Even historians who take a far more right wing approach, would be hard pushed to suggest that men have had it more difficult than women historically.

More specifically in reference to Nicholas and Alexandra, the question is, was his behaviour not 'ripe for criticism'? Alexandra was certainly a difficult figure, but she was, after all, not the ruler, and yet history commonly depicts Nicholas as bumbling and incapable with good intentions, whilst Alexandra as shrewd and villainous. It seems to be, as Lisa pointed out, unfortunately part of the dialogues around women, even today.
Moreover, as Douglas Smith makes point of in his work on Rasputin, it is all too easy to overestimate the amount of Rasputin, and indeed Alexandra's, involvement in politics. Both Vyr. and Bux. state on more than one occasion that Rasputin was by no means as often in the presence of the imperial couple as has been suggested, particularly during the crucial war years. Indeed, even when looking at the Tsar's diaries, his references to seeing Rasputin or hearing from him in no way support the imagined significance of his power. Can some of this lore not be attributed to the same depiction of the Empress built upon outdated gossip and outdated misogyny?

Moreover, the historical record is surely always skewed, always grounded in some historical source, context, and ideology, and we must surely be careful to take these sources as the undiluted truth.

It is an interesting idea that women might be the source of more suspicion or judgement because they are seen as having to twist and manipulate their ways to the top. I wonder to what extent one might see this as the case with the Empress.

Hi there,

Both during her own lifetime, and certainly in the years since 1918, Alexandra has endured a strange afterlife, one which is often distorted, exaggerating the popular rumour of her own time and creating the image of a hysterical and unbalanced woman which in popular imagination at least, much more closely resembles caricature than reality.

I was wondering your thoughts on the reasons for Alexandra having taken on these images in historical memory.

To what extent has she been reshaped by the propaganda and popular rumour of the revolutionary and soviet period?
How deeply help are these ideas about her?
Why has she come under what appears to be a much much scathing judgement than Nicholas?

Moreover, can any of you think of ruling women who have undergone a similar process.
For example, Marie Antoinette has come to represent the lavish ignorance of the French Court far more regularly than her husband, and who continues to exist in the popular imagination through these images of lavishness and ignorance.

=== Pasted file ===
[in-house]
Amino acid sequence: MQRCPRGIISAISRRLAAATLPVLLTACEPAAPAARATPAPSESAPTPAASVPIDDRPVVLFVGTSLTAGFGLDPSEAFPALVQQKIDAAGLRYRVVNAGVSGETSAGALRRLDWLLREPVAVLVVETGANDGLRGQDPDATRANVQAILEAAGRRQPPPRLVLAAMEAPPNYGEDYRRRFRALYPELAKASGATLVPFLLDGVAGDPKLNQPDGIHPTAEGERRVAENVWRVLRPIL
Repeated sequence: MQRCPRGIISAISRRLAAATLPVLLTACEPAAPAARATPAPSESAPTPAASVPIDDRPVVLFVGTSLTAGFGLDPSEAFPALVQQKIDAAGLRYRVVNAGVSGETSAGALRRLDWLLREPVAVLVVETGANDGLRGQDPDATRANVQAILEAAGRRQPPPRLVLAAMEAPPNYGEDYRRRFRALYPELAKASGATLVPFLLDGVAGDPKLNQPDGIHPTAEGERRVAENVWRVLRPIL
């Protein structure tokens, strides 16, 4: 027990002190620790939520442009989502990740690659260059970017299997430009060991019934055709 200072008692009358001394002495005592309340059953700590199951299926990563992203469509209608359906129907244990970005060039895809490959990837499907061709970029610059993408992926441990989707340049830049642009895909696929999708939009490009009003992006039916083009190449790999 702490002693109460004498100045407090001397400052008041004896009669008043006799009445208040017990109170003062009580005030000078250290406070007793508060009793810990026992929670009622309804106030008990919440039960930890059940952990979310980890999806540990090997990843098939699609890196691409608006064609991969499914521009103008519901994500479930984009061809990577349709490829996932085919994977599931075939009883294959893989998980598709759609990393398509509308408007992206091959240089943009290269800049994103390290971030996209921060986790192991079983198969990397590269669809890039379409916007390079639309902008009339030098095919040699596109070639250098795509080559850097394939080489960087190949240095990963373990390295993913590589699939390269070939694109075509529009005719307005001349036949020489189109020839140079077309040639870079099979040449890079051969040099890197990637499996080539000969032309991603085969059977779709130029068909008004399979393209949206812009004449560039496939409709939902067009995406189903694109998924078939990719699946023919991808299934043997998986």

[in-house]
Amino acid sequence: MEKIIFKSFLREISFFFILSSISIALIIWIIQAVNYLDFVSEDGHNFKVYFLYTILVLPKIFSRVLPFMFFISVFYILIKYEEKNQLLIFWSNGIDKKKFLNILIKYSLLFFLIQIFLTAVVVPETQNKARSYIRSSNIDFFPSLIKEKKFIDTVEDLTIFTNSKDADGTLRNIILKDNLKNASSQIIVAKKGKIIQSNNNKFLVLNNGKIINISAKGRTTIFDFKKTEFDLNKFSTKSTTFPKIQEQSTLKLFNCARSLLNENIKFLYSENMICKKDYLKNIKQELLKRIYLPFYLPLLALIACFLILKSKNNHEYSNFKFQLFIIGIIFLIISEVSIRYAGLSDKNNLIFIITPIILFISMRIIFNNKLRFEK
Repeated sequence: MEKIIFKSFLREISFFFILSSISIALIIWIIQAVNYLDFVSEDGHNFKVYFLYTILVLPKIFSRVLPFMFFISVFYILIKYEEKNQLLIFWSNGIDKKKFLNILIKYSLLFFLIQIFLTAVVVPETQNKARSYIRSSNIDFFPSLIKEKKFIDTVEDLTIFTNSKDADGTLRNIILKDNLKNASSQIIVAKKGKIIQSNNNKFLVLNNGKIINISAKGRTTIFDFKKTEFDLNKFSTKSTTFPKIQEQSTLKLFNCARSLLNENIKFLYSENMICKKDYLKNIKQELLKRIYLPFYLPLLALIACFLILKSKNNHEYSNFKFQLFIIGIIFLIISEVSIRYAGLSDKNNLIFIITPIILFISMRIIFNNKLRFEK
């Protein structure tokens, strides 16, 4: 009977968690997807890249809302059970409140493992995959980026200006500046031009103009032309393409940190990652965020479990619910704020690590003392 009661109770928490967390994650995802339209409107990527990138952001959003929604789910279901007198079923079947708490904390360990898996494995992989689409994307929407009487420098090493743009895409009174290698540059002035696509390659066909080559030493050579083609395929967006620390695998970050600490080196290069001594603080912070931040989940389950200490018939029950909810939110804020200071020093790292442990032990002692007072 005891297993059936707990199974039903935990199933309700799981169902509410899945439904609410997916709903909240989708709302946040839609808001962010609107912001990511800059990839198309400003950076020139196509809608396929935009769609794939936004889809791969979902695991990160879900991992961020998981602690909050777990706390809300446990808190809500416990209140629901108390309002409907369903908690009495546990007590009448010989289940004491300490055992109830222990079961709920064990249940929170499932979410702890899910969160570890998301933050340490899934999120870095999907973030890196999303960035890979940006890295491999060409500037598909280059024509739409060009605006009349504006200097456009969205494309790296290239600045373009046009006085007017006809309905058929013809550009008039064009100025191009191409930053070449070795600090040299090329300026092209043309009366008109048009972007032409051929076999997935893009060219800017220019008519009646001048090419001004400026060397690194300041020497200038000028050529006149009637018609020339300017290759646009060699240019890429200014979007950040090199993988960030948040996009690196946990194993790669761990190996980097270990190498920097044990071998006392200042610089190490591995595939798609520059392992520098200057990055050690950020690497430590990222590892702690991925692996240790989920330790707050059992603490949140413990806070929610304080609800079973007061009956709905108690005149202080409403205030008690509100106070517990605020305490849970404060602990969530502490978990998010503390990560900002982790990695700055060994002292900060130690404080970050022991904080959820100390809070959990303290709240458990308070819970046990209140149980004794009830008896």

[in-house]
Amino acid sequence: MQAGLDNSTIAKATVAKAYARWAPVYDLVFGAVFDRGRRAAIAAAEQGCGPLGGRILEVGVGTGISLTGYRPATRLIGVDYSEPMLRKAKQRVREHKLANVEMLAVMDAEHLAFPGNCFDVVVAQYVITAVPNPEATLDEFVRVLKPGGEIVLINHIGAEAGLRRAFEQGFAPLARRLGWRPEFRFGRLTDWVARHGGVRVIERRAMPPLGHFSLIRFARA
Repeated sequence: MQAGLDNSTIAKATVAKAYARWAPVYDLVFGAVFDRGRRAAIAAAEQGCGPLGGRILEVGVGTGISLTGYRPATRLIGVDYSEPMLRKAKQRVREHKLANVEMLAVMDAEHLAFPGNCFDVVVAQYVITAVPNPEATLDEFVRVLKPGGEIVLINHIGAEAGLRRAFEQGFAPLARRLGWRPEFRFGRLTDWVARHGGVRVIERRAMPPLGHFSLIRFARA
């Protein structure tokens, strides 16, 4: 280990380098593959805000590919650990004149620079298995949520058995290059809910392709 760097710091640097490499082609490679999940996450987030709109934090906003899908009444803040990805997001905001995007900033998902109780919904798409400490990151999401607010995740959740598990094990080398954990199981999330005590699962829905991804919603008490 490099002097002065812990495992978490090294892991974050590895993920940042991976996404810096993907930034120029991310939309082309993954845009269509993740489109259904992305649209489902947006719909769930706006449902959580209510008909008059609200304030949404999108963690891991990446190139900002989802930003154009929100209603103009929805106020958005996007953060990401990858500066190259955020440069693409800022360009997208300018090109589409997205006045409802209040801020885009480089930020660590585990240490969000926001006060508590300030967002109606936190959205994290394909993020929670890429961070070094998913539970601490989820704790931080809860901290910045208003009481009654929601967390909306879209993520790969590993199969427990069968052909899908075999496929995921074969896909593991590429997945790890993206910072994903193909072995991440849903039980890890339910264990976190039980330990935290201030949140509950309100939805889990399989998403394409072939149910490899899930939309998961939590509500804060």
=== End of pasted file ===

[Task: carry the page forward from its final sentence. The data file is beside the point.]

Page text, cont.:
Why has Alexandra been remembered in these ways, which often in comparison to her male counterparts seem excessively scathing?
And which other ruling/ royal woman have been remembered similarly?


Hi there!

I was wondering whether anyone could suggest books on the Romanovs, or general Imperial Russian history that are in Russian. I'm not really looking for work that has been published in both English and Russian, but rather work that has been published by Russian historians in the Russian language and has not been published in translation, as I know that there is a good amount of recent publication on the subject in Russian, but am not sure where to start or what people would recommend!

Similarly, any work that has been published in French on the subject would be equally helpful if anyone has any suggestions, or knows where I could find some!


It seems just so sad that after all of the time that has passed, such a memorial has not been put in place. You're quite right.

Nicholas II / The Last of the Tsars by Robert Service- thoughts.
« on: February 25, 2017, 06:21:57 AM »
This is something I've been hearing a lot about recently, especially with the rush of books that seem to have been released to mark 100 years from the 1917 Revolution, and I was wondering your thoughts on the work. I haven't got round to it myself yet, as I'm currently under a pile of other Romanov related reading, and couldn't find a mention elsewhere on here of the book. Critics seem to have received it well, particularly for its extensive research. Thoughts from any of those who had read/ are reading it, or have it on their list?

One would think not. All have been accounted for, and we can rest assured that they are all together. Unfortunately that will never be enough for some people. It seems that the desire for mystery and conspiracy will persist despite fact.

As you say, whichever sister it is, all have been finally found, and will hopefully rest soon. I do just hope so very much that they will have reached this point by the summer of next year. Has there been any statement or suggestion as to this?